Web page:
I already pointed out that there are many reasons for attending church. In the first place we do so for the Lord. He wants to meet us there. In the first place, the church service is a service of worship: we attend to worship our God by listening to his voice, calling upon his name, and singing praises to him.

We also attend for our brothers and sisters, to encourage and strengthen them. Hebrews 10:24-25 teaches us that. We have to have regard for each other in order to spur each other on to love and good deeds. Having regard for each other takes place especially when the congregation meets together. For the admonition is that we should not give up ‘meeting together’. Verse 25 contains a participle. This permits the following translation of verses 24 and 25: ‘And let us pay heed to each other to spur one another on… by not neglecting to meet together’.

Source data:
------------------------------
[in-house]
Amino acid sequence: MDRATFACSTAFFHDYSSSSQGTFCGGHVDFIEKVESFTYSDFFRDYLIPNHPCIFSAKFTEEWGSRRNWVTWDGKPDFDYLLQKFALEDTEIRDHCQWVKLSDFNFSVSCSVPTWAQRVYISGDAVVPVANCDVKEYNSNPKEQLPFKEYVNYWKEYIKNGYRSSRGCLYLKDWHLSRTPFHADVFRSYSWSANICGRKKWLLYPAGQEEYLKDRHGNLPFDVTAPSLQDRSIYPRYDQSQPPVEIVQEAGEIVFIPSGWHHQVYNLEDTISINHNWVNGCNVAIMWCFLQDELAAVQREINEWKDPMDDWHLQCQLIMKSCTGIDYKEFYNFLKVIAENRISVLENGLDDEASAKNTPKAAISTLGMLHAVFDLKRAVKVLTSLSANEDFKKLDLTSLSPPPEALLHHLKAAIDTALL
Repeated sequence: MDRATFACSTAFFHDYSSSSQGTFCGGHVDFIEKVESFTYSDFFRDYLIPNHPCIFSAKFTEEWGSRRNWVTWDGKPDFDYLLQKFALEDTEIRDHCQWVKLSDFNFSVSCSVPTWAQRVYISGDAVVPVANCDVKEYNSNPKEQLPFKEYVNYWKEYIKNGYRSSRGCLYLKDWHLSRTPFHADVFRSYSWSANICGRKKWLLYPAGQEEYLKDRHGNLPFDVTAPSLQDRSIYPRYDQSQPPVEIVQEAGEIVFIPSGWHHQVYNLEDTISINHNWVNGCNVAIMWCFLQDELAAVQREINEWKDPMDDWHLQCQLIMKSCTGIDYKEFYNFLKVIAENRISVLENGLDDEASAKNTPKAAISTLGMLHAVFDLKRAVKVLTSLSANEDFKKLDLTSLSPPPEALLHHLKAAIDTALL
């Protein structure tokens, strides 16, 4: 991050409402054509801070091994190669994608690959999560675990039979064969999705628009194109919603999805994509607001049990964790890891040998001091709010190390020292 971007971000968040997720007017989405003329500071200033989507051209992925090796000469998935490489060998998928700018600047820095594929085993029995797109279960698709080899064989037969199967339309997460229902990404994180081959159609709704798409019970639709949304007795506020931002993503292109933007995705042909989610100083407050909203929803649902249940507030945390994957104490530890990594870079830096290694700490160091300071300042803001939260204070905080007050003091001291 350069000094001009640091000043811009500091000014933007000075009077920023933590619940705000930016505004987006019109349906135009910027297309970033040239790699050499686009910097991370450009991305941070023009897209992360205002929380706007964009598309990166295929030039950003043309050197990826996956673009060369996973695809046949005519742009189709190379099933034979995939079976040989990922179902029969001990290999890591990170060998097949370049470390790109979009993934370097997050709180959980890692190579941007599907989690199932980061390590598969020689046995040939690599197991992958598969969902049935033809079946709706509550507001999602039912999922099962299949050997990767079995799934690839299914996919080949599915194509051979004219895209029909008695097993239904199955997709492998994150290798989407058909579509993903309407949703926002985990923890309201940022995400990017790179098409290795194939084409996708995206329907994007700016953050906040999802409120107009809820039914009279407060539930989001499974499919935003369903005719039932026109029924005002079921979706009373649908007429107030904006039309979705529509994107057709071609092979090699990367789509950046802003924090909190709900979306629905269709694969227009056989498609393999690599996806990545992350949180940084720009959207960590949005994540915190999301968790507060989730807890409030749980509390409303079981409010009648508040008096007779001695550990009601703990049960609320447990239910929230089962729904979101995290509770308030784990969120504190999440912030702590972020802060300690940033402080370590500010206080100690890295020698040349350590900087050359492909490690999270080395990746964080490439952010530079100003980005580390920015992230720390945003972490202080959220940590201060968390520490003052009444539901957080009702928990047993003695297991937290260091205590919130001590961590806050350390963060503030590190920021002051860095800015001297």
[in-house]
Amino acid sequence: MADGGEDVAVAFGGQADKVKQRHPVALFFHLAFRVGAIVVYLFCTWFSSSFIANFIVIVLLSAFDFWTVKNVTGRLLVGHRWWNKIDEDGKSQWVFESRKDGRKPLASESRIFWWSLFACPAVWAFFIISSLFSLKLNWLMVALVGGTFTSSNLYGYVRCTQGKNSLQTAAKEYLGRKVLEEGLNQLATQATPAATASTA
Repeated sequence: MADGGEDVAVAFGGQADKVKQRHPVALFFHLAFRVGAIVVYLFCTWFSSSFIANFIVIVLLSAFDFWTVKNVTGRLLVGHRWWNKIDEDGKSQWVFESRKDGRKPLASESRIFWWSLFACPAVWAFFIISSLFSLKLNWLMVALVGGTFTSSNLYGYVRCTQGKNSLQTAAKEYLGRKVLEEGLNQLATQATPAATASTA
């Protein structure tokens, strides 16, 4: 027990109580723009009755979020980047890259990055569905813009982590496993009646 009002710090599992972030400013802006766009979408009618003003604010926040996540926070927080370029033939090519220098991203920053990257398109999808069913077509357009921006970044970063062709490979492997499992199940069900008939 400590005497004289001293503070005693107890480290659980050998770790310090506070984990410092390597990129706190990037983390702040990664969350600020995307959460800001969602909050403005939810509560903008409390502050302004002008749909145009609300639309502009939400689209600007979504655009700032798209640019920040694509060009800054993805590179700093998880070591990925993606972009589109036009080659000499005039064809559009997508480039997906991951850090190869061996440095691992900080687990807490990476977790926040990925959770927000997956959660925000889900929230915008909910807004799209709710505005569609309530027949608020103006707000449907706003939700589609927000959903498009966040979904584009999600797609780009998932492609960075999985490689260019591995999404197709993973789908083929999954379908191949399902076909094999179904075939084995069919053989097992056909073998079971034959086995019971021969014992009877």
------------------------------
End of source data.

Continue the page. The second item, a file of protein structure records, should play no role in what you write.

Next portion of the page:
When we translate it like this, it becomes clear that the church services are central to mutual pastoral care. They are pre-eminently the place where we pay heed to each other, “build each other up” (1 Thess. 5:11), “comfort” (1 Thess. 4:18 KJV), “encourage” (1 Thess. 5:14), and “strengthen” each other in the proclamation of the Word, and in prayer, confession, and song. It is true that these actions are not restricted to those occasions. But it is especially in the worship services that we practise the communion of saints.